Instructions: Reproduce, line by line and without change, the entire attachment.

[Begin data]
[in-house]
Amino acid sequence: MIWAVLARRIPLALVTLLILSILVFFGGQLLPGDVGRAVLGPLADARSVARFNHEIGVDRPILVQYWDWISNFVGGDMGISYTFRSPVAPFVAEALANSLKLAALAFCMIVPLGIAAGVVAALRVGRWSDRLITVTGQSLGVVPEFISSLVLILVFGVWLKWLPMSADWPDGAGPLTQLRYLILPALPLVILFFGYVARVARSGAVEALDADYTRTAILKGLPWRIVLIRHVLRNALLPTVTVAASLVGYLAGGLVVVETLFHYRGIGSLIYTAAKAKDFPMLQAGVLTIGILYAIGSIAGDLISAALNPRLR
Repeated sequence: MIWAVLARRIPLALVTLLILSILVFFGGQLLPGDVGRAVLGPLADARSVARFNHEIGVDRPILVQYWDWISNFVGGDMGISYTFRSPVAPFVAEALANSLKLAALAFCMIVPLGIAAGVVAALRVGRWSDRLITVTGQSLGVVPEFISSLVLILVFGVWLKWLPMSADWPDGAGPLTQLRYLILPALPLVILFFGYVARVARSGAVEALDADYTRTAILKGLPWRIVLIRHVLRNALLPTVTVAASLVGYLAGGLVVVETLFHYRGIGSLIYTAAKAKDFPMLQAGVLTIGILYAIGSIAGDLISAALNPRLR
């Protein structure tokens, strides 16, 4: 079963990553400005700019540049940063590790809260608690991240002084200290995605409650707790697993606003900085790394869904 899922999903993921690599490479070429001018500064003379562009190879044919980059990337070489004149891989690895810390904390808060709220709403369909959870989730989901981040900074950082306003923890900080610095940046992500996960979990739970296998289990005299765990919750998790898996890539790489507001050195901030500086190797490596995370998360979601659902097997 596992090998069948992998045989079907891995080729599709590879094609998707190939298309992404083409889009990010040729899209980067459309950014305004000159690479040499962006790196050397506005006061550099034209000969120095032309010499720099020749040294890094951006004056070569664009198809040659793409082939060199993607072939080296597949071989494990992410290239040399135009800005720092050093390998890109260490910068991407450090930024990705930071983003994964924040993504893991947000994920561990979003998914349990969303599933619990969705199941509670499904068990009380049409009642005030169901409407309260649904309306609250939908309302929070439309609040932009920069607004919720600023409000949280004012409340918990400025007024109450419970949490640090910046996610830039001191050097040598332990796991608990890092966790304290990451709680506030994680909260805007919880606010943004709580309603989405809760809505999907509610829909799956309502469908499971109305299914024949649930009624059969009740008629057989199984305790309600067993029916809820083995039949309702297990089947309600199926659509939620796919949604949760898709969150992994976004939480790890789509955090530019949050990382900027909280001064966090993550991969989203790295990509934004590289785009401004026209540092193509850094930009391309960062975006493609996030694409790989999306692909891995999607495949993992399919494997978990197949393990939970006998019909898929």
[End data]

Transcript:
[in-house]
Amino acid sequence: MIWAVLARRIPLALVTLLILSILVFFGGQLLPGDVGRAVLGPLADARSVARFNHEIGVDRPILVQYWDWISNFVGGDMGISYTFRSPVAPFVAEALANSLKLAALAFCMIVPLGIAAGVVAALRVGRWSDRLITVTGQSLGVVPEFISSLVLILVFGVWLKWLPMSADWPDGAGPLTQLRYLILPALPLVILFFGYVARVARSGAVEALDADYTRTAILKGLPWRIVLIRHVLRNALLPTVTVAASLVGYLAGGLVVVETLFHYRGIGSLIYTAAKAKDFPMLQAGVLTIGILYAIGSIAGDLISAALNPRLR
Repeated sequence: MIWAVLARRIPLALVTLLILSILVFFGGQLLPGDVGRAVLGPLADARSVARFNHEIGVDRPILVQYWDWISNFVGGDMGISYTFRSPVAPFVAEALANSLKLAALAFCMIVPLGIAAGVVAALRVGRWSDRLITVTGQSLGVVPEFISSLVLILVFGVWLKWLPMSADWPDGAGPLTQLRYLILPALPLVILFFGYVARVARSGAVEALDADYTRTAILKGLPWRIVLIRHVLRNALLPTVTVAASLVGYLAGGLVVVETLFHYRGIGSLIYTAAKAKDFPMLQAGVLTIGILYAIGSIAGDLISAALNPRLR
């Protein structure tokens, strides 16, 4: 079963990553400005700019540049940063590790809260608690991240002084200290995605409650707790697993606003900085790394869904 899922999903993921690599490479070429001018500064003379562009190879044919980059990337070489004149891989690895810390904390808060709220709403369909959870989730989901981040900074950082306003923890900080610095940046992500996960979990739970296998289990005299765990919750998790898996890539790489507001050195901030500086190797490596995370998360979601659902097997 596992090998069948992998045989079907891995080729599709590879094609998707190939298309992404083409889009990010040729899209980067459309950014305004000159690479040499962006790196050397506005006061550099034209000969120095032309010499720099020749040294890094951006004056070569664009198809040659793409082939060199993607072939080296597949071989494990992410290239040399135009800005720092050093390998890109260490910068991407450090930024990705930071983003994964924040993504893991947000994920561990979003998914349990969303599933619990969705199941509670499904068990009380049409009642005030169901409407309260649904309306609250939908309302929070439309609040932009920069607004919720600023409000949280004012409340918990400025007024109450419970949490640090910046996610830039001191050097040598332990796991608990890092966790304290990451709680506030994680909260805007919880606010943004709580309603989405809760809505999907509610829909799956309502469908499971109305299914024949649930009624059969009740008629057989199984305790309600067993029916809820083995039949309702297990089947309600199926659509939620796919949604949760898709969150992994976004939480790890789509955090530019949050990382900027909280001064966090993550991969989203790295990509934004590289785009401004026209540092193509850094930009391309960062975006493609996030694409790989999306692909891995999607495949993992399919494997978990197949393990939970006998019909898929």